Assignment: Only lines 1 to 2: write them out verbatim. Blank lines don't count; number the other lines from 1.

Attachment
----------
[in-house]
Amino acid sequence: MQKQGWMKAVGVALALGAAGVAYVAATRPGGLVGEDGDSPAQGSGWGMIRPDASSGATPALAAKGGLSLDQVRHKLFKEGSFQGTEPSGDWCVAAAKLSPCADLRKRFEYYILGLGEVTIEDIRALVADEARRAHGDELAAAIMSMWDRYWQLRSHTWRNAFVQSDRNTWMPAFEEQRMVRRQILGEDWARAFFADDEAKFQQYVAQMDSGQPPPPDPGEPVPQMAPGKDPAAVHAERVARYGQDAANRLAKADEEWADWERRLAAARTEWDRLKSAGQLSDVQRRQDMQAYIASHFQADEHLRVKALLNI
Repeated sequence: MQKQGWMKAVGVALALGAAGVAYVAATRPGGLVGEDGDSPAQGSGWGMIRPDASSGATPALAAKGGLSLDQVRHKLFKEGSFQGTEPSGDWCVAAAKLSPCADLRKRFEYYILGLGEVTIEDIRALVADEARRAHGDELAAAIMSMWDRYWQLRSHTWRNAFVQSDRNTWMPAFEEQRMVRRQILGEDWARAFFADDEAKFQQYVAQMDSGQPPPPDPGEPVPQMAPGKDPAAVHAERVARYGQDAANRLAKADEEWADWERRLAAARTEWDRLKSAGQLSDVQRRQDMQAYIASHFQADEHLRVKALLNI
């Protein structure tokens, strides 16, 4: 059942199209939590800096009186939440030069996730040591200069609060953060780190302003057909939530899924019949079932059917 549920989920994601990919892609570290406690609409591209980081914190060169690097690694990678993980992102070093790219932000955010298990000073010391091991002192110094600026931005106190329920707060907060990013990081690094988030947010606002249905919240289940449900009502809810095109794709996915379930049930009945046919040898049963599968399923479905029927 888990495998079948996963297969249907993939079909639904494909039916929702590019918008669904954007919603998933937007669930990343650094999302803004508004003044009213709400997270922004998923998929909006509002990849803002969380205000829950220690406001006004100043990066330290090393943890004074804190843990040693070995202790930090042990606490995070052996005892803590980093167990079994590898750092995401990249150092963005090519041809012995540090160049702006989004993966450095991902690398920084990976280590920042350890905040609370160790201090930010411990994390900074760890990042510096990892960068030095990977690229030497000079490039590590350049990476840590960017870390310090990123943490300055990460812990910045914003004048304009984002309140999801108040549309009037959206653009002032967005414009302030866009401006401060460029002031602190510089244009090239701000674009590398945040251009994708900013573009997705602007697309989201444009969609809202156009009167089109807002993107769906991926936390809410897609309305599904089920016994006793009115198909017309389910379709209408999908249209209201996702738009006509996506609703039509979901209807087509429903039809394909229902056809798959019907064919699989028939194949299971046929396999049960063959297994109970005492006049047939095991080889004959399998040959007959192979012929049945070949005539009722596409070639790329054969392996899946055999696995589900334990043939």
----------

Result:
[in-house]
Amino acid sequence: MQKQGWMKAVGVALALGAAGVAYVAATRPGGLVGEDGDSPAQGSGWGMIRPDASSGATPALAAKGGLSLDQVRHKLFKEGSFQGTEPSGDWCVAAAKLSPCADLRKRFEYYILGLGEVTIEDIRALVADEARRAHGDELAAAIMSMWDRYWQLRSHTWRNAFVQSDRNTWMPAFEEQRMVRRQILGEDWARAFFADDEAKFQQYVAQMDSGQPPPPDPGEPVPQMAPGKDPAAVHAERVARYGQDAANRLAKADEEWADWERRLAAARTEWDRLKSAGQLSDVQRRQDMQAYIASHFQADEHLRVKALLNI